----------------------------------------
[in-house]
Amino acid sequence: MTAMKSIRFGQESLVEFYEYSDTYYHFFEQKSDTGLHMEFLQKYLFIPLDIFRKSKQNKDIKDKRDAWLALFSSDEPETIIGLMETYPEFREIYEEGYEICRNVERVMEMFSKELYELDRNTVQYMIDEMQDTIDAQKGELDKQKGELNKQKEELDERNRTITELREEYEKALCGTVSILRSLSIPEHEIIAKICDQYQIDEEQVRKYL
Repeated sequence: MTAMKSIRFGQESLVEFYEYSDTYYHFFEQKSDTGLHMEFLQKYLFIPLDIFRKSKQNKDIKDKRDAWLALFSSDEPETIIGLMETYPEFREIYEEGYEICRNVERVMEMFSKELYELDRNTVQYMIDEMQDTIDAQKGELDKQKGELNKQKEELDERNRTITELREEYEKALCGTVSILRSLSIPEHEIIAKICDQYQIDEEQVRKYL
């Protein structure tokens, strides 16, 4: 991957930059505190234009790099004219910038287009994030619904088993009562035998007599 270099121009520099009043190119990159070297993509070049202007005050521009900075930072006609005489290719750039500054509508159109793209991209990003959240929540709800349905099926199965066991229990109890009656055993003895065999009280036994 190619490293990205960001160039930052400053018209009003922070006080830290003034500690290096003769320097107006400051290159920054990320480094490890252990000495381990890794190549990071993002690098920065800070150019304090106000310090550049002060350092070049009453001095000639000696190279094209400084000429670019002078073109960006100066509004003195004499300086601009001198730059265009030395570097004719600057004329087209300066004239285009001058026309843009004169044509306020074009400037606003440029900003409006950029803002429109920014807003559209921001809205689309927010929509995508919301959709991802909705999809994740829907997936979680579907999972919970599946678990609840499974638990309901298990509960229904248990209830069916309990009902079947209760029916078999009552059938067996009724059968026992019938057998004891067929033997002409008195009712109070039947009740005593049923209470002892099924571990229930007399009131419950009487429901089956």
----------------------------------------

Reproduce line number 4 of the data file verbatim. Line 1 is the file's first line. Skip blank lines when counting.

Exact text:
């Protein structure tokens, strides 16, 4: 991957930059505190234009790099004219910038287009994030619904088993009562035998007599 270099121009520099009043190119990159070297993509070049202007005050521009900075930072006609005489290719750039500054509508159109793209991209990003959240929540709800349905099926199965066991229990109890009656055993003895065999009280036994 190619490293990205960001160039930052400053018209009003922070006080830290003034500690290096003769320097107006400051290159920054990320480094490890252990000495381990890794190549990071993002690098920065800070150019304090106000310090550049002060350092070049009453001095000639000696190279094209400084000429670019002078073109960006100066509004003195004499300086601009001198730059265009030395570097004719600057004329087209300066004239285009001058026309843009004169044509306020074009400037606003440029900003409006950029803002429109920014807003559209921001809205689309927010929509995508919301959709991802909705999809994740829907997936979680579907999972919970599946678990609840499974638990309901298990509960229904248990209830069916309990009902079947209760029916078999009552059938067996009724059968026992019938057998004891067929033997002409008195009712109070039947009740005593049923209470002892099924571990229930007399009131419950009487429901089956």